Noting the bitter partisan divide which has widened and deepened in the past two decades, Chief Justice John Roberts sought to explicate the functions of the Supreme Court in front of spectators and law students at a New England School of Law one-on-one conversation in Boston on Tuesday.
Roberts’ emphasis on the distorted view of the Court was manifold; however, he was most intent on exculpating the court and sitting judges of existing as a largely political institution.
“People don’t have a really good understanding of what the court does and how the judiciary is different from the other branches of government,” Roberts told the audience.
Broaching the subject of the confirmation hearings, Roberts expressed a measure of discomfort with the magnitude of hostility which has recently overtaken Senate inquires of his colleagues.
Roberts referred to Senate confirmation hearings, a design which he finds “is not functioning very well,” and which have grown increasingly contentious, often leading to party-line votes for confirmation.
“When you have a sharply political divisive hearing process, it increases the danger that whoever comes out of it will be viewed in those terms. That suggests to me that the process is being used for something other than ensuring the qualifications of the nominees,” Roberts stated. “It’s a process now where the members of the committee frequently ask questions they know it would be inappropriate for us to answer.”
Presiding over a Court often under intense scrutiny and the subject of fierce criticism for unpopular decisions, Roberts revealed:
“We don’t work as Republicans or Democrats.”
The High Court is no pantheon of villains.
To his grief, Chief Justice Roberts is forced to explain the rudimentary functions of the High Court to law students and visitors, fundamentals which should be easily grasped by young teenagers.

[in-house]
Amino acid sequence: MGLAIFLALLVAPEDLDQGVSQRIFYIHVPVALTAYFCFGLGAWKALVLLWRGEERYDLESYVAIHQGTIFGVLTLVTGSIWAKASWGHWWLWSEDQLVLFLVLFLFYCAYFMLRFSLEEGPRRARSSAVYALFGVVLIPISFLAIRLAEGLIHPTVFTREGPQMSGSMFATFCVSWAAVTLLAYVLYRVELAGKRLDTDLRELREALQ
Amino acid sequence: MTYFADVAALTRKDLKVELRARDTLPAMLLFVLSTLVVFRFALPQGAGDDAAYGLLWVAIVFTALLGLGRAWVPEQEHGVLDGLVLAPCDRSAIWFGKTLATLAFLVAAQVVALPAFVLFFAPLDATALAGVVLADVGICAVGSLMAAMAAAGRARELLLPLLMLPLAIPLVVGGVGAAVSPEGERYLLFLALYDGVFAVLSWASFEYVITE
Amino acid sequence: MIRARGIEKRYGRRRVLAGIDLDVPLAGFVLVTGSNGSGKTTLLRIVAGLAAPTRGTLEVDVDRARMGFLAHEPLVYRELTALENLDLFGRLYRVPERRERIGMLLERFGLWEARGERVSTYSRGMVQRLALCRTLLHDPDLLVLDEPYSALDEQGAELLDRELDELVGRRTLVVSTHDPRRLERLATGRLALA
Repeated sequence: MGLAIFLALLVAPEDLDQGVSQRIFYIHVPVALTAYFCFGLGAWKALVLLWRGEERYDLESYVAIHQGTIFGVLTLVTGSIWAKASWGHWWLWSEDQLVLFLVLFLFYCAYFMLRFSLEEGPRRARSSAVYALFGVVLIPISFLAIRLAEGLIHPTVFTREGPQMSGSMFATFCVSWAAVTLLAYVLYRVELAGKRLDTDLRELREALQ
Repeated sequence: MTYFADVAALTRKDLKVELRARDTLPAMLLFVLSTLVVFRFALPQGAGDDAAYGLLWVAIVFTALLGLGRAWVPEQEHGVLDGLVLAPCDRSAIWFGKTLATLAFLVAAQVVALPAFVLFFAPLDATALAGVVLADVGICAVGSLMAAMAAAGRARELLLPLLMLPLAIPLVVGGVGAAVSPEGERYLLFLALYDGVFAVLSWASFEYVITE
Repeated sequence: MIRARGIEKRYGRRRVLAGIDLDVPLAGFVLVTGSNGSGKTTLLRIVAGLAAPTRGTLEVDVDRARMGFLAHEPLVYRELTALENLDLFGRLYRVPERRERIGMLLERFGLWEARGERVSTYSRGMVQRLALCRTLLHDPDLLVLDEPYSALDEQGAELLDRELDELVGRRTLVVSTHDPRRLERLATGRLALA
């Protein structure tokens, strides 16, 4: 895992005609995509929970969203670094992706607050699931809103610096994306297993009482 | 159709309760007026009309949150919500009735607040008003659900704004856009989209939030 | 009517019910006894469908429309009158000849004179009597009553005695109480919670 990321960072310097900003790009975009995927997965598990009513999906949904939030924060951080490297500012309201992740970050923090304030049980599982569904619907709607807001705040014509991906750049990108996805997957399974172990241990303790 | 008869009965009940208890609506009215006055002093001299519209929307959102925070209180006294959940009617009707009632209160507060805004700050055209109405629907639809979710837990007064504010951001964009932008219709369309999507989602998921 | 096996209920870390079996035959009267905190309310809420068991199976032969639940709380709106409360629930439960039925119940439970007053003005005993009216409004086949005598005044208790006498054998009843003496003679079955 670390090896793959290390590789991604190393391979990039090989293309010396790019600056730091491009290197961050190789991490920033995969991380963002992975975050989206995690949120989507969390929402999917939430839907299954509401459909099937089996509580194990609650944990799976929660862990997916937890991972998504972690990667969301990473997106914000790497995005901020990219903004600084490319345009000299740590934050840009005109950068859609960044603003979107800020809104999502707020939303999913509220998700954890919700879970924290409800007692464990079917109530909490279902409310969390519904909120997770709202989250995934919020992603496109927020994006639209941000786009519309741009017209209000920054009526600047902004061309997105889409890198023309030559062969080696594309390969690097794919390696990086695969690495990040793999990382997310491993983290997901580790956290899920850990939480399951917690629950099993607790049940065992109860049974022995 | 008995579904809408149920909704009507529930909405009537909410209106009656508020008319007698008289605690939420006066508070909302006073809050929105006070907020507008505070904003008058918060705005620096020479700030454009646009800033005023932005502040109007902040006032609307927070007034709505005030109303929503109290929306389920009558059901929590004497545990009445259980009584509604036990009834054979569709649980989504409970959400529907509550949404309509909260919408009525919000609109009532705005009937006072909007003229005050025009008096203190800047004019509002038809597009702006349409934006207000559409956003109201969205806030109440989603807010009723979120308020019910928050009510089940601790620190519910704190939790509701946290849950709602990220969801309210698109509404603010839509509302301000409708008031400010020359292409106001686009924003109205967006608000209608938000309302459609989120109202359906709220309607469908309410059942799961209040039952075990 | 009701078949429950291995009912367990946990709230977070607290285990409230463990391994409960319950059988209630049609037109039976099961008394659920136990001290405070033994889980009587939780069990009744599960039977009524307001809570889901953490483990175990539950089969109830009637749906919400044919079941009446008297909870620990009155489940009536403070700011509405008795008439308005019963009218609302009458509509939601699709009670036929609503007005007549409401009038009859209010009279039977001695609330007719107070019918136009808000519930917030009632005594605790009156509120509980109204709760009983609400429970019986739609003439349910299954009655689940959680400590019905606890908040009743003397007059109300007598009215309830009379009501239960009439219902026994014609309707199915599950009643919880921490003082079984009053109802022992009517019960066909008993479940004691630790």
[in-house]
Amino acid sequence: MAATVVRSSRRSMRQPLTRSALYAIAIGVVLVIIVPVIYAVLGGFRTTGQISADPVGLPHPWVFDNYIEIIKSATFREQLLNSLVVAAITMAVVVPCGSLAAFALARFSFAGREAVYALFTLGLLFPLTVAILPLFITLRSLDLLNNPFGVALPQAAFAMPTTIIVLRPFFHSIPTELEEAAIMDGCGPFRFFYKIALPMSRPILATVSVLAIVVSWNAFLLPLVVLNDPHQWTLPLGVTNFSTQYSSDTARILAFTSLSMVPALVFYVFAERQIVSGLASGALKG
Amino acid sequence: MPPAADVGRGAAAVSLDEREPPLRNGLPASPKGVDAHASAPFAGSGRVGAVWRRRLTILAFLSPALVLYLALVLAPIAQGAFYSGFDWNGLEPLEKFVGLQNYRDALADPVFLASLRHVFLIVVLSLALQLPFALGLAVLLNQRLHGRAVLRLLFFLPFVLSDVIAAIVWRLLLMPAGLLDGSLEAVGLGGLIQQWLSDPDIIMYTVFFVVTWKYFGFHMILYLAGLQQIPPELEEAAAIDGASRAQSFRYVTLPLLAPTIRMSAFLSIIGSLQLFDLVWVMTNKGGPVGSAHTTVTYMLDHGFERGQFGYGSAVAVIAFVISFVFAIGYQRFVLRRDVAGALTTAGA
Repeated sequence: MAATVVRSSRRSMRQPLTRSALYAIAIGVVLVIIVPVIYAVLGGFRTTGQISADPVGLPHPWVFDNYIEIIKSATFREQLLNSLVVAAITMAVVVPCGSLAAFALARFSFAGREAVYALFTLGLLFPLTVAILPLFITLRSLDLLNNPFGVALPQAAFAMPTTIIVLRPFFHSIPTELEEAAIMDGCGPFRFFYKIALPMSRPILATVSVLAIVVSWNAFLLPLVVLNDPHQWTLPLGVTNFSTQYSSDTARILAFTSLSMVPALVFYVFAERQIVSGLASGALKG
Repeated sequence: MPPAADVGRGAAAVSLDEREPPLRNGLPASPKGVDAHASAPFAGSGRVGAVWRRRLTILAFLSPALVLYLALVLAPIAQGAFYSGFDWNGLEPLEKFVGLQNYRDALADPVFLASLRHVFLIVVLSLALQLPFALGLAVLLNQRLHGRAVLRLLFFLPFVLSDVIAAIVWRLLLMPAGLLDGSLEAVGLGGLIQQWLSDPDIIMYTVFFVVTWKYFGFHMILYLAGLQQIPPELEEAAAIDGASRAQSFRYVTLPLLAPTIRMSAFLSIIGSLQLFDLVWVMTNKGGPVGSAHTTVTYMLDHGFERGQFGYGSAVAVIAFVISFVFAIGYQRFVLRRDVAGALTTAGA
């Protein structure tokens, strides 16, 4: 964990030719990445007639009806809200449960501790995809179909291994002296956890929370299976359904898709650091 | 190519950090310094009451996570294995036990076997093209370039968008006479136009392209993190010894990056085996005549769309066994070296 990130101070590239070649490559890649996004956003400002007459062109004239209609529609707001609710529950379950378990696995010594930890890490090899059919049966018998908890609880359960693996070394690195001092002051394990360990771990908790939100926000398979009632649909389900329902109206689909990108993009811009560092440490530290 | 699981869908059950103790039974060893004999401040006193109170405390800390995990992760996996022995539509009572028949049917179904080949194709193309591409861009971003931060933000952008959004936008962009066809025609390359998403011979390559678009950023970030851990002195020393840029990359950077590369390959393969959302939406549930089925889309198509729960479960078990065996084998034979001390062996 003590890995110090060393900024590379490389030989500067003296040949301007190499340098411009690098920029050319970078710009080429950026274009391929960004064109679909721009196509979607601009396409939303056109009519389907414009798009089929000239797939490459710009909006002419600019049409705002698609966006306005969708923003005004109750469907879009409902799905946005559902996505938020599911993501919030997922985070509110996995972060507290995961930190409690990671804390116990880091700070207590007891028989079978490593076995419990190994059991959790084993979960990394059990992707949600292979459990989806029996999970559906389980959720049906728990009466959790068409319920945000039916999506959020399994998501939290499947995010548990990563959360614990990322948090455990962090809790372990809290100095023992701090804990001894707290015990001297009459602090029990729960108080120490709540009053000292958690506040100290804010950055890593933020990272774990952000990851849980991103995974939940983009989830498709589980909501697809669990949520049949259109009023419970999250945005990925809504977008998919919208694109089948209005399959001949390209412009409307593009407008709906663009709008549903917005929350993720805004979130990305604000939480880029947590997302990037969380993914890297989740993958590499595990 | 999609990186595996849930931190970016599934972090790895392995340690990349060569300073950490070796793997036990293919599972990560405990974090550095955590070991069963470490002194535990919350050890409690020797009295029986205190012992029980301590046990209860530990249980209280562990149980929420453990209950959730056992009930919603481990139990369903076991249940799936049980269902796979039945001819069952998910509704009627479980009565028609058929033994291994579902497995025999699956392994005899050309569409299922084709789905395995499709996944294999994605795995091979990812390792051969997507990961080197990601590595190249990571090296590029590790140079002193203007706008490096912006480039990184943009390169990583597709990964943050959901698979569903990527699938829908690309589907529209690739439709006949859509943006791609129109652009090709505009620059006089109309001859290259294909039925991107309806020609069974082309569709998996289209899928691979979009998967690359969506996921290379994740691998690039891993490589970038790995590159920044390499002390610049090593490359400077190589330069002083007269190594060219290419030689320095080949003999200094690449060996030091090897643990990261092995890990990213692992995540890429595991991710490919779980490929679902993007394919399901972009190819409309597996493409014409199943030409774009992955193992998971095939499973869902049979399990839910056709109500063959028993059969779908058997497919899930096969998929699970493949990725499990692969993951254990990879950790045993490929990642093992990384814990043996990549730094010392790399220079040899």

Because Roberts prefers to restrict access to the court from vexatious and wayward litigation and is inclined to confine the role of the Court to more closely resemble our Founding Fathers’ intent of solely interpreting law in contrast to making law, both he and the eight other justices often find themselves the target of vilification.
Assailed as a figure paralleling the arch-betraying Judas for his deciding vote in the Obamacare case, conservatives had hoped he would dismantle the law and were instead dumbfounded he and eight others explained where the law did and did not deviate from the Constitution.
Often, justices shed a predominance of their partisan convictions upon elevation to the High Court for the most self-evident reason: Unlike members of Congress and the occupant of the White House, the Supreme Court is immune from the fury of the electorate.
Roberts’ shaping of the Court and his “take-it-or-leave-it” method is irritating to Congress, a president, individuals and interest groups, all of which grew accustomed to the High Court’s propensity to act as an appendage of the legislative branch and exploit people’s grievances.
Only judicial purists understand his practices.
Chief Justice Roberts is a flawless example of this unique transformation. It is harrowing he is required to explain himself and the Court’s place in the American political framework.
[AP] [masslive.com] [Photo courtesy Politico]